To start off this retro review, I would like to note that this is not a piece about the current Ghost in the Shell, and in turn, not a commentary on the casting of Scarlett Johansen as Major Kusinagi. You wanna read about that, you have a ton of options all over the Internet; for this, we’re focusing on the original, animated, freaking awesome 1995 Mamoru Oshii film. So, just sit back, stop stressing about Hollywood, and enjoy.
Based on the comic book Mobile Armored Riot Police: Ghost in the Shell written by Masamune Shirow, Ghost in the Shell remains one of the most visually striking pieces of animated cinema of all time, despite being over two decades old. The film follows the assault team of Public Security Section 9, more specifically its leader, one Major Motoko Kusanagi, as they track down a hacker known only as The Puppet Master.
The film is not perfect; it’s overly complicated, misses key elements from the source material, and, upon first watch, really takes too much to understand what the hell is going on. But, shut up about all of that, because it doesn’t matter. It’s just a freaking great film. Every scene is studded with detail and nuance, and gallops forward at a pace that demands that the audience keeps up with the plot and action. However, despite its quick pace, it’s a surprising subtle film with a deep message, and one that, upon rewatch (which you absolutely will do because this movie is that great), really ingrains itself into you. Ghost in the Shell is not a movie that will let you forget what it stands for.
Another thing to keep in mind when taking a look back at Ghost in the Shell is the impact it had on animation as a whole. It smoothly combined the more traditional, hand-drawn animation style (known as cel animation), with CG work. Filters were used to distort the front background and pull the far background out of focus, and unconventional lighting techniques were chosen, all in an effort to put the audience in the place of the Major; out of touch in a world you should know.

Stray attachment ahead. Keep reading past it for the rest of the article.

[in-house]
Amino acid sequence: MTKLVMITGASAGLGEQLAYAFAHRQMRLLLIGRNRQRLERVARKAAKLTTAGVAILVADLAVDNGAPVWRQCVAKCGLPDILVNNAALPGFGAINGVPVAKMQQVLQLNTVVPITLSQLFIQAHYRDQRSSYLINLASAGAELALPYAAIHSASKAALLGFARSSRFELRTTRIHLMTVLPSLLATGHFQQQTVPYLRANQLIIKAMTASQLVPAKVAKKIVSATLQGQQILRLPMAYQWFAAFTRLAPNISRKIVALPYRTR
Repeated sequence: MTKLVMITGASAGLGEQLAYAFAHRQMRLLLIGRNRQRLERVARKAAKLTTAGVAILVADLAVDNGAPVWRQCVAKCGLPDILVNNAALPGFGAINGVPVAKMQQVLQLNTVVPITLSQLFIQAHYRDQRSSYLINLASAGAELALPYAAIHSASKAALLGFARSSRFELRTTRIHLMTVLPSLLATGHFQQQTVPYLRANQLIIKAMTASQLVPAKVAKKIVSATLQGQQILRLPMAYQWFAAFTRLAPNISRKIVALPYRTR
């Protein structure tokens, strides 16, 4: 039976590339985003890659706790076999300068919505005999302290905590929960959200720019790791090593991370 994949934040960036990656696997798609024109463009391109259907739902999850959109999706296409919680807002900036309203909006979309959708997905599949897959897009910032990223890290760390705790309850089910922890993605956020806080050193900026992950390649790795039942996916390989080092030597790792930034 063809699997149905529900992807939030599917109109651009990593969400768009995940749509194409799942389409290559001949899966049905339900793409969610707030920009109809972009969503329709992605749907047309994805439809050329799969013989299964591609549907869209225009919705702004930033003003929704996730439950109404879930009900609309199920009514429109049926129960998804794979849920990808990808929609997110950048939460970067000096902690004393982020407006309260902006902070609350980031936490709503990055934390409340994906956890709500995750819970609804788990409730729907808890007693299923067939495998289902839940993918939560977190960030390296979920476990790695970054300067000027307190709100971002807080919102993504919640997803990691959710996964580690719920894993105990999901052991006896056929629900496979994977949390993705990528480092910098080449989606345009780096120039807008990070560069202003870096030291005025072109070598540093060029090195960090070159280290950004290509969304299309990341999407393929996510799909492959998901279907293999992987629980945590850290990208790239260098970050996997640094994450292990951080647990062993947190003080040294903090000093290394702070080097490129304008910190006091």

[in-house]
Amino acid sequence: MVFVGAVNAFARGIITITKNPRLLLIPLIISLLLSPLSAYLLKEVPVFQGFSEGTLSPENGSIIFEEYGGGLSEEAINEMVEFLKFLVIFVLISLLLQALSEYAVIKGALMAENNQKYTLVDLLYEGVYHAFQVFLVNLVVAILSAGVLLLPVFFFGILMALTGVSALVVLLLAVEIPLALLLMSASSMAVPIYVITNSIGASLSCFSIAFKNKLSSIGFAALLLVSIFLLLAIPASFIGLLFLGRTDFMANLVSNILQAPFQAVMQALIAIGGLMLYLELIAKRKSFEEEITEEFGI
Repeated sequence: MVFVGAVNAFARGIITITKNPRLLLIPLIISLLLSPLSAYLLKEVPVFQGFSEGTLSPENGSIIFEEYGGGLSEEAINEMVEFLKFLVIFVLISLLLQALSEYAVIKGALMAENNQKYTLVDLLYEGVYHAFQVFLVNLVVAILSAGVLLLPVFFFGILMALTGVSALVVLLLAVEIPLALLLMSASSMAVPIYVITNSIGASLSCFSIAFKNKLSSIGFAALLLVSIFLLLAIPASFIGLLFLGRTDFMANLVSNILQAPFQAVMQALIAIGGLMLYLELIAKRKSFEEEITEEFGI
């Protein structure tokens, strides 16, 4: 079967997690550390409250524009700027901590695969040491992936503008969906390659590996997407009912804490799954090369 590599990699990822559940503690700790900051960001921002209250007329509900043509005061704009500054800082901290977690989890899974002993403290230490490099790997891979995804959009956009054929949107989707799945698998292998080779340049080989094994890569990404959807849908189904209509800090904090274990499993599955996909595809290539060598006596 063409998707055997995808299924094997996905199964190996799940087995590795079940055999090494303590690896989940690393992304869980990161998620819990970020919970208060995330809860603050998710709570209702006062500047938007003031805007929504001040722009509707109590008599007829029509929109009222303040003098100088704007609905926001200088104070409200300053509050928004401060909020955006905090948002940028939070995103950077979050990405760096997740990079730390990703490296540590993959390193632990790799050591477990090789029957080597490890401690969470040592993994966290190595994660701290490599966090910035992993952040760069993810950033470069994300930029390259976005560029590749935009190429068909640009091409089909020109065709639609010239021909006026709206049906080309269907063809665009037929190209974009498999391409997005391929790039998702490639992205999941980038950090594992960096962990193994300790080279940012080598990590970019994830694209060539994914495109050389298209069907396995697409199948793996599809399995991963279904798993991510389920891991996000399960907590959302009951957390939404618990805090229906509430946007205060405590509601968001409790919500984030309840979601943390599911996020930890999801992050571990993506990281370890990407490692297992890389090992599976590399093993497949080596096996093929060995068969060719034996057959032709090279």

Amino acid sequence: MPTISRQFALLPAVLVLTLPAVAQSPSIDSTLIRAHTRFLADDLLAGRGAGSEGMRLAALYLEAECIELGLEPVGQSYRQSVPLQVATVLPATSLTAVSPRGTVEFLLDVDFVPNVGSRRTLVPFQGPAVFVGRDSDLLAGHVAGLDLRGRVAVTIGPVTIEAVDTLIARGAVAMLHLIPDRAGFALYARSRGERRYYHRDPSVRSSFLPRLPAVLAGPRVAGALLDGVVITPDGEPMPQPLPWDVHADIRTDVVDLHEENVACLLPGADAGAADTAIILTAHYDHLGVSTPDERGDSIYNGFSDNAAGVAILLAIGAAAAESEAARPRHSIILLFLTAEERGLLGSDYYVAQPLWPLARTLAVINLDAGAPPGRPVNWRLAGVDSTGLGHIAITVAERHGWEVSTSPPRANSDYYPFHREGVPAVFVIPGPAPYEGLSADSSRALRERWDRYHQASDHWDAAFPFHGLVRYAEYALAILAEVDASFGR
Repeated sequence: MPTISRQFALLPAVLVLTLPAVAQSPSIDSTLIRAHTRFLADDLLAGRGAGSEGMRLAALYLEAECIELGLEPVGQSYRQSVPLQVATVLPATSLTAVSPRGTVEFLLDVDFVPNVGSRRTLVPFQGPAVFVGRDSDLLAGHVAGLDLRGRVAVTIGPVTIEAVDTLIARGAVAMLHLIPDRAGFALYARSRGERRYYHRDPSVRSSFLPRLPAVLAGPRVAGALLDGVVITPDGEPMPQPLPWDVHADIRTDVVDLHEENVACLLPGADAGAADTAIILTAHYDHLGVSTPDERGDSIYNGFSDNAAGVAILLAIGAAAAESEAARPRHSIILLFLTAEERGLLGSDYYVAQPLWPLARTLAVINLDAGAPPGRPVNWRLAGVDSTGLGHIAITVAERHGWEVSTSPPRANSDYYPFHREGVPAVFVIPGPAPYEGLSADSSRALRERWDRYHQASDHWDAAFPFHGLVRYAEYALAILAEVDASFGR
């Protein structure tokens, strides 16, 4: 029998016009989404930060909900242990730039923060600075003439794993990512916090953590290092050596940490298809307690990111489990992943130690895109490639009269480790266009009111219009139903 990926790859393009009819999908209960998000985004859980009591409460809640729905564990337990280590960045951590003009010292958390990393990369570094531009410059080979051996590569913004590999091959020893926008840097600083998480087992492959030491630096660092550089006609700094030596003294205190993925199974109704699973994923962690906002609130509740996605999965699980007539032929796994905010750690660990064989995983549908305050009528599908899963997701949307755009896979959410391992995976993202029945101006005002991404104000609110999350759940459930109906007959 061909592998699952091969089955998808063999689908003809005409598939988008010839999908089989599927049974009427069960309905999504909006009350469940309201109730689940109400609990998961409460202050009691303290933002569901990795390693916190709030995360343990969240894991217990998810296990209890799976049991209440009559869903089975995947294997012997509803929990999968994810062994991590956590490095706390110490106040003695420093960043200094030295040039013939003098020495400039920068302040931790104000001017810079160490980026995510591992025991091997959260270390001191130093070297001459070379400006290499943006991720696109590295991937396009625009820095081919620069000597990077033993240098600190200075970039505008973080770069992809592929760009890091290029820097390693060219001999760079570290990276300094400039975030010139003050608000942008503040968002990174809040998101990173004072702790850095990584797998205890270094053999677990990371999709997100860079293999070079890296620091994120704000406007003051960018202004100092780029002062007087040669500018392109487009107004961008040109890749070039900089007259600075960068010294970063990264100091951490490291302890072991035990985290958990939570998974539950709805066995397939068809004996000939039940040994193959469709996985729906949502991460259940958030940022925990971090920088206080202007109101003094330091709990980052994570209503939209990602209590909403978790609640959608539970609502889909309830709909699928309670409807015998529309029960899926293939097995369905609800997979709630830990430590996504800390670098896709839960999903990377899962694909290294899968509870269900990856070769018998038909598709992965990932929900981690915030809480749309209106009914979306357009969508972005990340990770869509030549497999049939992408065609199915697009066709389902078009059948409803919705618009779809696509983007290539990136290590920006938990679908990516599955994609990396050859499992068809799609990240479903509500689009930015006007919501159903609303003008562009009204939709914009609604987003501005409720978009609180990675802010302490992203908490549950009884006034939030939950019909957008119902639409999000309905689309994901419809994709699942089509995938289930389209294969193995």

Fun fact: Major Kusanagi rarely blinks. This is because she is mostly a robot, and the director wanted her to have a more doll like appearance.
Another fun fact: There are a good number of basset hounds in the Ghost in the Shell franchise. They are not in the comic. The director just really likes basset hounds.
The music is also stand out amazing. I mean, listen to this noise:
Just in case you wanted some more trivia, the lyrics are actually from a traditional Japanese wedding song. The rest is a mix of Bulgarian folk music and whatever the composer thought people in the future would listen to. So, that’s neat.
Ghost in the Shell is also significant in that it was one of the first anime films to be released in America and the UK at the same time it came out in Japan. This may partly be due to the British production company helping to back it, but it was also entrusted to be the gateway drug for anime to work its way into American culture.
After this 1995 film, there’s been three films (four if you count the re-release of this one in 2008), a television series, and a crap ton of video games, all following the Major alternatively kicking ass and tackling issues of identity in a new age of technology. So, when asked if I was going to watch this new film, my answer is, “I dunno.” I don’t know how much of this world and this character hasn’t already been covered by the outstanding media that’s been steadily pumped out for the past twenty years. I dunno what the dude who made the snore fest that was Snow White and the Huntsman could do with it that would be worth the babysitter and ticket money for me to go check it out.
Plus, I got this one on DVD, so I can watch it whenever, so what else do I need?